All posts from: February 2012
Last week we reported that the great and the good in housing were called to Number 10 for meetings about the future of smaller supported housing providers.
If nothing else, it showed a clear intent from the government to protect some £1.5 billion of public money in the shape of annual Supporting People contracts.
But more than that, it hinted at a growing concern in the upper echelons that small businesses are missing out as the recessions shows no sign of letting up.
Where councils are looking to save money, they are procuring bigger contracts to achieve economies of scale. Small providers can’t hope to compete with larger providers who inevitably win the contracts. The government called the meetings to find out whether the sector has any solutions, and they did. There were calls to allow big providers to subcontract to smaller organisations, and to allow groups of organisations to club together to form a procurement consortium.
But that’s not the only reason that providers are having a tough time of it. As Vic Rayner, chief executive of Sitra pointed out in a recent blog, it’s increasingly difficult to deliver a service at a price councils are willing to pay.
‘I have spoken with many of our members who have talked about the very real shift in contract pricing – with one recent example talking about contracts which in 2003 paid £27 per hour, and are now offering the contract at £12 per hour,’ she said. ‘In this scenario, it seems unlikely that this kind of shift in price can be matched by anything other than a significant reduction in terms and conditions to bring the service costs in line with the commissioned price.’
Indeed, John Wade, managing director at Bromford Support, said his organisation has walked away from a number of tenders recently ‘because the council would not pay more than £13-14 an hour’.
The organisation – which with 6,000 customers could hardly be called small – is missing out because it says it’s unwilling to compromise on the service.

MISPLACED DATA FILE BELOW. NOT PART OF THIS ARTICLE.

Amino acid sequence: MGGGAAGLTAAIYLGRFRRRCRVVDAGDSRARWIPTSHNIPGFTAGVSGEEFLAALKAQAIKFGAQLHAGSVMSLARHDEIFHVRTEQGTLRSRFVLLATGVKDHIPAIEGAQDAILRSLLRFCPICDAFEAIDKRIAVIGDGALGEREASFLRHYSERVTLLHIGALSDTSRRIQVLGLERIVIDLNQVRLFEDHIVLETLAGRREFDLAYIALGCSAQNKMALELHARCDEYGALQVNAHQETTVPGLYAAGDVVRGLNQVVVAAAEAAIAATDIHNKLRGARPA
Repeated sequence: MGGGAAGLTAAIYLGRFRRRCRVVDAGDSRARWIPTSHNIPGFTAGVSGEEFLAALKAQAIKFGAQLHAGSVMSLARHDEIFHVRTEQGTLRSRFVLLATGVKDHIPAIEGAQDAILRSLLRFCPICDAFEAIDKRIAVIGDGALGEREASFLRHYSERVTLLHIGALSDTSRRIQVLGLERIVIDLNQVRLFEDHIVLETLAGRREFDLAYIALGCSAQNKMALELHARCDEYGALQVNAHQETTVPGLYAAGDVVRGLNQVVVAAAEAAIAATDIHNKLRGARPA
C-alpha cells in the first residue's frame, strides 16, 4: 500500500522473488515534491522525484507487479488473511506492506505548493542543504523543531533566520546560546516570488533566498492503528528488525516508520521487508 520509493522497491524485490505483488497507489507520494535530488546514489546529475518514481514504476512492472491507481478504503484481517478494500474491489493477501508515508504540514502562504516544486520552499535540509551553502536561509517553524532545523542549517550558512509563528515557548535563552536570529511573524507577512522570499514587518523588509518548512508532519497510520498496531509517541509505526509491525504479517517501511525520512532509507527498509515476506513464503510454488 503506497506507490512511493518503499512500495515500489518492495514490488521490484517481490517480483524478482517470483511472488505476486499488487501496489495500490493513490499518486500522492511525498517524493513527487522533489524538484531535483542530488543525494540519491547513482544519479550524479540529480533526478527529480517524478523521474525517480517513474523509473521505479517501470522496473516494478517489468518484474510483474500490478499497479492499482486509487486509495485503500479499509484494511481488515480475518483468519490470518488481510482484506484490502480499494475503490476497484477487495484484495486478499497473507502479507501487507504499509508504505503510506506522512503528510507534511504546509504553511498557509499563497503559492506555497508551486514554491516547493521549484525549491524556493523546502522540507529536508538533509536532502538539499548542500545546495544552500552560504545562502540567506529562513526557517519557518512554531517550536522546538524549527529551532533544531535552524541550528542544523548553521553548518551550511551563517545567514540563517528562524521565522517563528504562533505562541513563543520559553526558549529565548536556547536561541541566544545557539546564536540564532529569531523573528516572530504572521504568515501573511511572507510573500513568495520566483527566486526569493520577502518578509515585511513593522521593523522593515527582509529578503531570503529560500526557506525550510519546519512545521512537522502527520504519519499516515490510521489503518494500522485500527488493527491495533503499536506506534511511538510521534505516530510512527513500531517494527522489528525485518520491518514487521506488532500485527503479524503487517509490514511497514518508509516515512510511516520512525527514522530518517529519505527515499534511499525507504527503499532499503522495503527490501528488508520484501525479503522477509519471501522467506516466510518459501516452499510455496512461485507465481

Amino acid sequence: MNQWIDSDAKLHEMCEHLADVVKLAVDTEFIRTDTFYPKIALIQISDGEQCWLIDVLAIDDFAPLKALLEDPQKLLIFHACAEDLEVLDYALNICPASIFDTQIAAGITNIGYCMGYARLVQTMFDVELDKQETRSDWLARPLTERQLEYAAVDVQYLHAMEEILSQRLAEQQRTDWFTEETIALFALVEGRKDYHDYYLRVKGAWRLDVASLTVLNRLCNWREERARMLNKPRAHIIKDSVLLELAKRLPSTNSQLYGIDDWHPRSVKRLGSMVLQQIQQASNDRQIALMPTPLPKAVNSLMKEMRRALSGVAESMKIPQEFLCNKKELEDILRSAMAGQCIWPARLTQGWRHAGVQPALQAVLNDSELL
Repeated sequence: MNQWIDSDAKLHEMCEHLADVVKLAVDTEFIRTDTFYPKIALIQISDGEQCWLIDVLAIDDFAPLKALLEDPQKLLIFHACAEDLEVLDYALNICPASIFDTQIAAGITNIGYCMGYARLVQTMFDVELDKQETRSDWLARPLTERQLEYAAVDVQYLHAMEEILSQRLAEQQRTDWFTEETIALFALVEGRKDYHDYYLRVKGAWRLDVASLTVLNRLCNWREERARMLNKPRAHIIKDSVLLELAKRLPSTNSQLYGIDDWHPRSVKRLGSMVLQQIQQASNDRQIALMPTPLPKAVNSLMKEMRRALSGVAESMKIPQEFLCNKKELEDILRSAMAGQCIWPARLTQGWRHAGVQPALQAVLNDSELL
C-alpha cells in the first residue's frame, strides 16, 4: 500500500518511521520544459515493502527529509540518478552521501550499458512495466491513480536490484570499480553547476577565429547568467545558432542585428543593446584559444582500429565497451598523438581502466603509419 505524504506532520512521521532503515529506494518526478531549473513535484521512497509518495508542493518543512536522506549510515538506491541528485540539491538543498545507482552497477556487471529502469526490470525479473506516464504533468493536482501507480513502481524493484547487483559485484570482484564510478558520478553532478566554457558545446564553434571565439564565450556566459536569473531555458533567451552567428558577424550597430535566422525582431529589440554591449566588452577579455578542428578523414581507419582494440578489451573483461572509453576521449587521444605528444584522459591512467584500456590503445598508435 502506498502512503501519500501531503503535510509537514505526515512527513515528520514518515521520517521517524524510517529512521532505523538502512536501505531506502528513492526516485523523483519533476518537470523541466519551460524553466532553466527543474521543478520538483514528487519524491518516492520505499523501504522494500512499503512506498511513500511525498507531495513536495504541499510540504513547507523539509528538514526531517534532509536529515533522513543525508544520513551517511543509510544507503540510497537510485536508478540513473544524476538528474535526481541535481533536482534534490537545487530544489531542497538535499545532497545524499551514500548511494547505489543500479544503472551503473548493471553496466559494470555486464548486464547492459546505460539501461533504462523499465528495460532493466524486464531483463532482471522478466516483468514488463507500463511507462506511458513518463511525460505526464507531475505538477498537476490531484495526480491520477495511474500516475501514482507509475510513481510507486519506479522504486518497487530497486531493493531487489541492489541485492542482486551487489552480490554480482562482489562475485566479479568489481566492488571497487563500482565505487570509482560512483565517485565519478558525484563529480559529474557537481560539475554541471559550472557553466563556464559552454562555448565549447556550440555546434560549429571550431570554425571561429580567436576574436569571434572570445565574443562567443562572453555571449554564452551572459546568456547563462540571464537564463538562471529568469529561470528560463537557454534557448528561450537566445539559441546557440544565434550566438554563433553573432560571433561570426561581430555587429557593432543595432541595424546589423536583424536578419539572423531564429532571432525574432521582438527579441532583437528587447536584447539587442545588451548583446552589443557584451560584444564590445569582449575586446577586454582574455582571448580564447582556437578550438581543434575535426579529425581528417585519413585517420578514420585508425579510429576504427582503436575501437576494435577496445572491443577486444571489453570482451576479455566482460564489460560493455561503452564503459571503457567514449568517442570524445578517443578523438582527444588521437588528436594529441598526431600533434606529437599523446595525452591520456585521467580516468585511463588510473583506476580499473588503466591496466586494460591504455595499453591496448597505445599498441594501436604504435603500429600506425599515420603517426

Do we want to get to a stage where all providers are pushed out except those who will accept rock bottom prices and huge contracts? We need to protect the specialists, the perfectionists and the people who love the nitty-gritty.
Or, as Mr Wade puts it, the sector need to be more like Aldi. The supermarket has bargain basement prices, happy customers and pays the highest wages to its staff who enjoy some of the best terms and conditions in the industry.
He said payment by results models would see more investment in understanding the service, and so employing the best people at good wages. Providers would work more effectively and save money, but also deliver better outcomes.
‘In short they would be able to offer better prices to commissioners; deliver great quality outcomes for customers; and all whilst offering a great reward package to their people,’ he said. Just like Aldi.
So if Number 10 needs any more help, there are a few people lining up already. If there’s one thing people don’t seem to be short of, it’s ideas.
Good news for thousands of people in Birmingham this week, as the council decided not to cut its Supporting People budget by as much as initially proposed.
Birmingham Council’s budget for 2012 said cuts to Supporting People – which as regular readers of this blog will know is one of my particular bugbears – would only be £1.9 million this year, rather than £3.8 million.
It’s a small victory for people who think the money does an excellent job of providing housing-related support to elderly and disabled people across the city. But more interesting is the way that the council was persuaded to change its mind.
Within the budget document is a report of responses to consultations on a variety of issues. It shows an online consultation did not support the cuts: ‘there was a strong feeling from all of the community forums and stakeholder meetings that this preventative service should not be reduced further,’ the report said.